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Oxendine emphasizes sparkler safety for holiday

By Jason A. Smith

jsmith@henryherald.com

In anticipation of likely celebrations across Georgia for New Year's Eve, the state's top fire safety official is urging residents to be mindful of the dangers of fireworks.

Insurance and Safety Fire Commissioner John Oxendine has joined forces with the National Association of State Fire Marshals, to remind the public which devices are legal, and which ones are not. The commissioner's office issued a written statement Dec. 22, asking people to restrict their holiday gatherings to the use of certain kinds of sparklers.

"The sale and individual use of any type of firework, except certain kinds of sparklers, is illegal in Georgia," the release stated. "The penalties are a maximum fine of up to $1,000 and/or a sentence of up to one year in jail."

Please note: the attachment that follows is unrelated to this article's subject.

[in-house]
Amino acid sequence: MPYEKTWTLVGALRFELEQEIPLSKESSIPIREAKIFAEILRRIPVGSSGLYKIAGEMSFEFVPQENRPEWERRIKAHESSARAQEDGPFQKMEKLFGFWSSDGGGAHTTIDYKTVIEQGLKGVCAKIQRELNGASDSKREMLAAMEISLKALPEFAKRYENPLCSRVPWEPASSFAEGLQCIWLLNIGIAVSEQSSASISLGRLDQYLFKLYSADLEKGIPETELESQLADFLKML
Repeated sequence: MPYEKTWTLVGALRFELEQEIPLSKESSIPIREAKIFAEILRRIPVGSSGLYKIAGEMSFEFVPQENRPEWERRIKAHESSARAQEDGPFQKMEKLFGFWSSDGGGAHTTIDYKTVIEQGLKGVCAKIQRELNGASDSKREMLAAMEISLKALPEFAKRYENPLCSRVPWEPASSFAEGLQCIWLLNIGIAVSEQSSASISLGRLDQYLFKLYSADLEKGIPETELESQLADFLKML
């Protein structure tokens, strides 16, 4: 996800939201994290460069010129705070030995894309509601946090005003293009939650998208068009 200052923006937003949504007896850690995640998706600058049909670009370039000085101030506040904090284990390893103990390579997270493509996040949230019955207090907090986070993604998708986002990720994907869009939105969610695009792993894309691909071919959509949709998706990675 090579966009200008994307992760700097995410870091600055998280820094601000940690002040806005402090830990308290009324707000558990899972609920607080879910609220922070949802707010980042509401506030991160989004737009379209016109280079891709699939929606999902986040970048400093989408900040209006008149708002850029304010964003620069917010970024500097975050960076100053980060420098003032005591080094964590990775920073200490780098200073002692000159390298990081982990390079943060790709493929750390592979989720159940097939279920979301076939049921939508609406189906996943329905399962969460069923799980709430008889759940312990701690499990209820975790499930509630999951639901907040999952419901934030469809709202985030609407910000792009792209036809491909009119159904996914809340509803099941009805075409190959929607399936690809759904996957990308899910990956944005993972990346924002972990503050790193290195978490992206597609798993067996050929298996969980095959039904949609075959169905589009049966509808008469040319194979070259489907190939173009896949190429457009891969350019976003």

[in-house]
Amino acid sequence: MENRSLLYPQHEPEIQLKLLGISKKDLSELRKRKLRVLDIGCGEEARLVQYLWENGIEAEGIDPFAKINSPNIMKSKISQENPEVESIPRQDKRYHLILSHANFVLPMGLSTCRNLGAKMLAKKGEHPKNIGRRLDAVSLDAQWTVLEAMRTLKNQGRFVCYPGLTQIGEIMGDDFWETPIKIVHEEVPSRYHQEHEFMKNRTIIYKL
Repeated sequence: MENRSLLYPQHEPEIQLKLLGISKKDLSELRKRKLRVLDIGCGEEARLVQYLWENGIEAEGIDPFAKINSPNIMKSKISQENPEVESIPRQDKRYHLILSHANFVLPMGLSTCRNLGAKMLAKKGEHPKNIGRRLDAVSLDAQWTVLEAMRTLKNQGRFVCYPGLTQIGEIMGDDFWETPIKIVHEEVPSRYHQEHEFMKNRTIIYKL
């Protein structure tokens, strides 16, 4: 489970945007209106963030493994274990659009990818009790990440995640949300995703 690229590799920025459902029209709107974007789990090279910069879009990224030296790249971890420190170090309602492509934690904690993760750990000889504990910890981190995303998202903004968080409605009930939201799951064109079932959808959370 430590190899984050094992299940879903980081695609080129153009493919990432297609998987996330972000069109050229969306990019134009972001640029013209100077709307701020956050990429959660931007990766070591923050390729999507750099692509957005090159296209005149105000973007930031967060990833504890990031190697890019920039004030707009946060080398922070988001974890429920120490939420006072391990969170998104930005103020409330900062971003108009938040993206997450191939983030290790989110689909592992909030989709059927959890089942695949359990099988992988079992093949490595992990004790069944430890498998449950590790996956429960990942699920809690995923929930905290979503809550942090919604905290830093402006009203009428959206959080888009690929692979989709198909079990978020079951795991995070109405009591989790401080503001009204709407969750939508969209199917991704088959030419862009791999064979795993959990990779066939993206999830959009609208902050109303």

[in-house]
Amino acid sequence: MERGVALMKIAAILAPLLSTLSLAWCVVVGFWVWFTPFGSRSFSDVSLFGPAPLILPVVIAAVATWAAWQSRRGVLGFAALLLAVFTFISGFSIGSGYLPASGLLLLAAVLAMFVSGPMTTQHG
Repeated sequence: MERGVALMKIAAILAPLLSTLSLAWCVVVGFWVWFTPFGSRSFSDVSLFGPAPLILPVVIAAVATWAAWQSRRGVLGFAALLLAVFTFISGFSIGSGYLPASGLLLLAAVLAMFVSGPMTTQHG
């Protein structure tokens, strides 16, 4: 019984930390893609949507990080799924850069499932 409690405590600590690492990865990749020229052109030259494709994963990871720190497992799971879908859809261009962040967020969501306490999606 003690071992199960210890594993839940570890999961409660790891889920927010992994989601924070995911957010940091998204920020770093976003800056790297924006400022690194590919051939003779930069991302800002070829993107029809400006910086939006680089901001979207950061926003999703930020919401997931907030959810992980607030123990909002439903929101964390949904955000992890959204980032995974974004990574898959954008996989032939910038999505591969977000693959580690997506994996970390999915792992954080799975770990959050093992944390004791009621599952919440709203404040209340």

Oxendine said sparklers, which are legal in Georgia, should be used properly, and only when an adult is supervising the activity. "In 2006, U.S. hospital emergency rooms treated approximately 9,200 people for fireworks-related injuries," he said in the statement. "Approximately one-third of these injuries occurred among children age 14 years [old] and younger."

Professional fireworks displays are permitted only if they are licensed through a probate court.

The release instricts children, who find unexploded fireworks, not to touch them, and to contact their local fire department immediately.

Glenn Allen is a spokesman for the commissioner's office. According to him, laws governing the use of fireworks in the state are not always followed to the letter. And that often poses a risk to the public.

"We're close to the Alabama line, and we see a lot of people traveling back and forth to buy sparklers as well as illegal products," he said. "Not only are they against the law, but the commissioner has concerns about their safety as well."

Allen said people who wish to see fireworks displays during the holiday, should "leave them to the professionals." For those who elect to use sparklers, several safety measures must be in place. For example, sparkler users should remain a safe distance away from others while setting off the devices, and they should also use safety glasses, along with "common sense."

"Always have a water hose or a bucket of water handy," said Allen. "Use sparklers only as they are intended. Don't try to alter or combine them, and don't re-light a 'dud' sparkler."